What if I told you that you could live in Brooklyn without packing up and selling your belongings, changing time zones and jobs and saying goodbye to your friends and family? I’ll bet if I told you that, you would call me crazy. Because you live in Portland, Oregon.
Well, I’m not crazy because right here, in southeast Portland, Oregon, there is the Brooklyn neighborhood.
Comprised almost entirely of single family homes, the mostly residential Brooklyn neighborhood rests along the east side of the Willamette River. Popular amongst college students and young professionals (Reed College lies within its deciduous borders) Brooklyn is a middle-class area scattered within the remaining industrial sites along the river and a large rail yard. The nostalgic, pleasing sound off trains can often be heard, intermingling with the sounds of children playing, dogs barking and music coming from the front porch of your neighbor, strumming on his acoustic guitar, enjoying an astounding Portland springtime afternoon.
After some years of disrepair, the Brooklyn neighborhood has been revitalized and is now considered one of the most desirable neighborhoods in Southeast Portland. This is due in large part to the construction of the Eastbank Esplanade and the Orange line of the ubiquitous MAX light rail system. Transportation, whether by foot, bicycle, public transit or car is a breeze and the skyline of Downtown Portland can be seen from many homes here—along with the ever-present visual comfort of Mt. Hood.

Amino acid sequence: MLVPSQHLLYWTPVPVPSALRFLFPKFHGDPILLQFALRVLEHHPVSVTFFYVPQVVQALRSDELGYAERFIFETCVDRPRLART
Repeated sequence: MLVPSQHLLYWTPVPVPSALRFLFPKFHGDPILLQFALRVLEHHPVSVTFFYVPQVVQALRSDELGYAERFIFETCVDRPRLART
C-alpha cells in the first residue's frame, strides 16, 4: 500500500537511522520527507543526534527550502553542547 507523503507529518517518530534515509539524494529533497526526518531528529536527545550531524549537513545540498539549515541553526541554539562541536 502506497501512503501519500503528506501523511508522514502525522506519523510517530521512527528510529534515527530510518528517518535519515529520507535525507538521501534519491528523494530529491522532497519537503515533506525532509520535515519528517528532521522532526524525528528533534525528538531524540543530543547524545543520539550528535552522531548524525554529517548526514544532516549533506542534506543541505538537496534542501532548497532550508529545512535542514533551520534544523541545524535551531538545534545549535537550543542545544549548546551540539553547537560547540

Originally settled in 1851 by Gideon Tibbets. The area grew slowly at first until, in 1868, when Tibbets divided up the land into smaller plots and allowed the Oregon central Railroad to come in. By the end of World War 1, the area was thriving with Western Settlers.
While Brooklyn itself is mostly residential, the neighborhood is home to a number of fine eateries. Including PokPok, Brooklyn House Restaurant and Upside Down. A large Safeway resides in the neighborhood, along with a number of smaller ma and pa shops and a Fred Meyer. Cleveland High School educates the kids of the neighborhood, and has some a terrific variety of after school activities and an accomplished athletic tradition. Several good-sized parks, a library, and places of worship to suit all faiths, including Scientology, Judaism, Christianity, and Unitarianism help to create diversity within the neighborhood.
Brooklyn could effortlessly be all things to all people. It is laid back, and family oriented. From traditional, to modest, to fun and funky, the Brooklyn neighborhood, like the rest of Portland, is full of life and character.
The houses, the landscape, the people, the convenience: The Brooklyn neighborhood has it all. It’s got all the benefits of city living, but with a decidedly laid back and suburban vibe.